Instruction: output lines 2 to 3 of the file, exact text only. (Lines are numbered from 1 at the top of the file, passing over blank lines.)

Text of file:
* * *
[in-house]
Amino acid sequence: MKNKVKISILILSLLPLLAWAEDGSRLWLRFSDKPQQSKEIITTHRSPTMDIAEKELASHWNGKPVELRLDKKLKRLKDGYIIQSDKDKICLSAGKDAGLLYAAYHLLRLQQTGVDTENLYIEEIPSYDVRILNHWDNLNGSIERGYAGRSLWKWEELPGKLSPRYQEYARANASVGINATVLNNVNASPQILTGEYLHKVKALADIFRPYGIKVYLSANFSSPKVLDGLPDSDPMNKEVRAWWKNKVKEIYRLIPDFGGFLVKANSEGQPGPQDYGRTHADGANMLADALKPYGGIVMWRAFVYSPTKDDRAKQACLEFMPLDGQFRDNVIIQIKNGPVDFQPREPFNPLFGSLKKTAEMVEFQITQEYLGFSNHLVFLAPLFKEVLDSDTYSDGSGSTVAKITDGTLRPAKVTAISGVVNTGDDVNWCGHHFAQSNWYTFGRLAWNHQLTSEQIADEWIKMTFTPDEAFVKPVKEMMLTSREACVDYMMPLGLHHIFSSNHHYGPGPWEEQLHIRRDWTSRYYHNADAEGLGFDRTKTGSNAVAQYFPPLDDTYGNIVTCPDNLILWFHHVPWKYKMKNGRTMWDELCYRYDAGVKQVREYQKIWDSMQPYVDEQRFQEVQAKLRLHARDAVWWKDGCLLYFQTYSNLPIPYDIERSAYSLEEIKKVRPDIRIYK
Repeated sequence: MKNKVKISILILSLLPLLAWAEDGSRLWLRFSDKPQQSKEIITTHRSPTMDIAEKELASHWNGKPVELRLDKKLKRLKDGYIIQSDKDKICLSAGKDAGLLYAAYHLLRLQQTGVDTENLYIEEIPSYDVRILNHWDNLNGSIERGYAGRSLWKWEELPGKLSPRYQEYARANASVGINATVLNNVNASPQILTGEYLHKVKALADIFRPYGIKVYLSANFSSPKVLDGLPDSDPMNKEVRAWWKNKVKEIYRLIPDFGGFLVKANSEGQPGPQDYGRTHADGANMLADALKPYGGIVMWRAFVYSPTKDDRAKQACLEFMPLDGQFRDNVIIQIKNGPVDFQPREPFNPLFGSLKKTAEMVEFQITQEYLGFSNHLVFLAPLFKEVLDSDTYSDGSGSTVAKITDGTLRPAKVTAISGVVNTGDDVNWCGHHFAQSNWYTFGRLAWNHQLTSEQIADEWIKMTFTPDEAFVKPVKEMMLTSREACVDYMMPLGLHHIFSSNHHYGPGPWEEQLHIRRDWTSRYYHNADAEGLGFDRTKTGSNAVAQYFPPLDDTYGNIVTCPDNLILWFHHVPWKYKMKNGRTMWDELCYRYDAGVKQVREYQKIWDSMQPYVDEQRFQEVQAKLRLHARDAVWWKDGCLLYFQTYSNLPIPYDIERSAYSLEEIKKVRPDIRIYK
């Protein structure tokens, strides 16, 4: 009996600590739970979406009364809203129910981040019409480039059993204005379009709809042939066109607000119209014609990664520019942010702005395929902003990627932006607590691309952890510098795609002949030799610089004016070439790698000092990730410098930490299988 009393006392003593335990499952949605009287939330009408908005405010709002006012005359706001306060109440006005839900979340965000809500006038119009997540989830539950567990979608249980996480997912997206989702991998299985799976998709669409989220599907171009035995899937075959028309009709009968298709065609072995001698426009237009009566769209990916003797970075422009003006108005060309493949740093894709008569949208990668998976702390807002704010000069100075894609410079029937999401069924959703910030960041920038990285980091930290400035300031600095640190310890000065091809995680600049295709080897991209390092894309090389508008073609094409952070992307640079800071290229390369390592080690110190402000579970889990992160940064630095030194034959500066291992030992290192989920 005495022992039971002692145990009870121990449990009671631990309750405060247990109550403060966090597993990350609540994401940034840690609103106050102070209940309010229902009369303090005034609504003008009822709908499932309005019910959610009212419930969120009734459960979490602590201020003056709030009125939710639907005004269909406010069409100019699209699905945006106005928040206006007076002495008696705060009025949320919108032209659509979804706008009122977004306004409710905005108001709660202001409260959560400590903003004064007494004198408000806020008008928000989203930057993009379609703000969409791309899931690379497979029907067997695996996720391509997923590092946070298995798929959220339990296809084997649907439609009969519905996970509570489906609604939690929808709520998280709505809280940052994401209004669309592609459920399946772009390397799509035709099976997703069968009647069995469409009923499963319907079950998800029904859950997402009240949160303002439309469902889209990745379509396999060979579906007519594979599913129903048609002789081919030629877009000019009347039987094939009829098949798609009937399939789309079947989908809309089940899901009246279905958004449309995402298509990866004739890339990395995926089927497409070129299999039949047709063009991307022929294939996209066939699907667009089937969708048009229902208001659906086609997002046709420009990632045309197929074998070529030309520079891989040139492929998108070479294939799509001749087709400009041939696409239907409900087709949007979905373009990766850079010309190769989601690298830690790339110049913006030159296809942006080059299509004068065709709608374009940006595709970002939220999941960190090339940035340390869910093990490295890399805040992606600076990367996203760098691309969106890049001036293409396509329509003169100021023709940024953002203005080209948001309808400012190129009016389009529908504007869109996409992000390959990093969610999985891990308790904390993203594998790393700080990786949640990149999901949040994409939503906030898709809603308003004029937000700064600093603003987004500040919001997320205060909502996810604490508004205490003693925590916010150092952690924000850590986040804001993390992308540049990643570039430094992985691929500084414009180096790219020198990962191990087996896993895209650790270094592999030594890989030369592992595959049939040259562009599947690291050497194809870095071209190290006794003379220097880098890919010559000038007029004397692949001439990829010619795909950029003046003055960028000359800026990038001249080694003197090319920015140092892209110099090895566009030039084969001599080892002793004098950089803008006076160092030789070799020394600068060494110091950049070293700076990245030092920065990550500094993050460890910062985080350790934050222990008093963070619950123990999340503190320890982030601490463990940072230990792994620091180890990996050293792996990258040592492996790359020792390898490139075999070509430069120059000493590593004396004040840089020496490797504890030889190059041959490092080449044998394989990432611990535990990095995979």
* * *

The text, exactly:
Amino acid sequence: MKNKVKISILILSLLPLLAWAEDGSRLWLRFSDKPQQSKEIITTHRSPTMDIAEKELASHWNGKPVELRLDKKLKRLKDGYIIQSDKDKICLSAGKDAGLLYAAYHLLRLQQTGVDTENLYIEEIPSYDVRILNHWDNLNGSIERGYAGRSLWKWEELPGKLSPRYQEYARANASVGINATVLNNVNASPQILTGEYLHKVKALADIFRPYGIKVYLSANFSSPKVLDGLPDSDPMNKEVRAWWKNKVKEIYRLIPDFGGFLVKANSEGQPGPQDYGRTHADGANMLADALKPYGGIVMWRAFVYSPTKDDRAKQACLEFMPLDGQFRDNVIIQIKNGPVDFQPREPFNPLFGSLKKTAEMVEFQITQEYLGFSNHLVFLAPLFKEVLDSDTYSDGSGSTVAKITDGTLRPAKVTAISGVVNTGDDVNWCGHHFAQSNWYTFGRLAWNHQLTSEQIADEWIKMTFTPDEAFVKPVKEMMLTSREACVDYMMPLGLHHIFSSNHHYGPGPWEEQLHIRRDWTSRYYHNADAEGLGFDRTKTGSNAVAQYFPPLDDTYGNIVTCPDNLILWFHHVPWKYKMKNGRTMWDELCYRYDAGVKQVREYQKIWDSMQPYVDEQRFQEVQAKLRLHARDAVWWKDGCLLYFQTYSNLPIPYDIERSAYSLEEIKKVRPDIRIYK
Repeated sequence: MKNKVKISILILSLLPLLAWAEDGSRLWLRFSDKPQQSKEIITTHRSPTMDIAEKELASHWNGKPVELRLDKKLKRLKDGYIIQSDKDKICLSAGKDAGLLYAAYHLLRLQQTGVDTENLYIEEIPSYDVRILNHWDNLNGSIERGYAGRSLWKWEELPGKLSPRYQEYARANASVGINATVLNNVNASPQILTGEYLHKVKALADIFRPYGIKVYLSANFSSPKVLDGLPDSDPMNKEVRAWWKNKVKEIYRLIPDFGGFLVKANSEGQPGPQDYGRTHADGANMLADALKPYGGIVMWRAFVYSPTKDDRAKQACLEFMPLDGQFRDNVIIQIKNGPVDFQPREPFNPLFGSLKKTAEMVEFQITQEYLGFSNHLVFLAPLFKEVLDSDTYSDGSGSTVAKITDGTLRPAKVTAISGVVNTGDDVNWCGHHFAQSNWYTFGRLAWNHQLTSEQIADEWIKMTFTPDEAFVKPVKEMMLTSREACVDYMMPLGLHHIFSSNHHYGPGPWEEQLHIRRDWTSRYYHNADAEGLGFDRTKTGSNAVAQYFPPLDDTYGNIVTCPDNLILWFHHVPWKYKMKNGRTMWDELCYRYDAGVKQVREYQKIWDSMQPYVDEQRFQEVQAKLRLHARDAVWWKDGCLLYFQTYSNLPIPYDIERSAYSLEEIKKVRPDIRIYK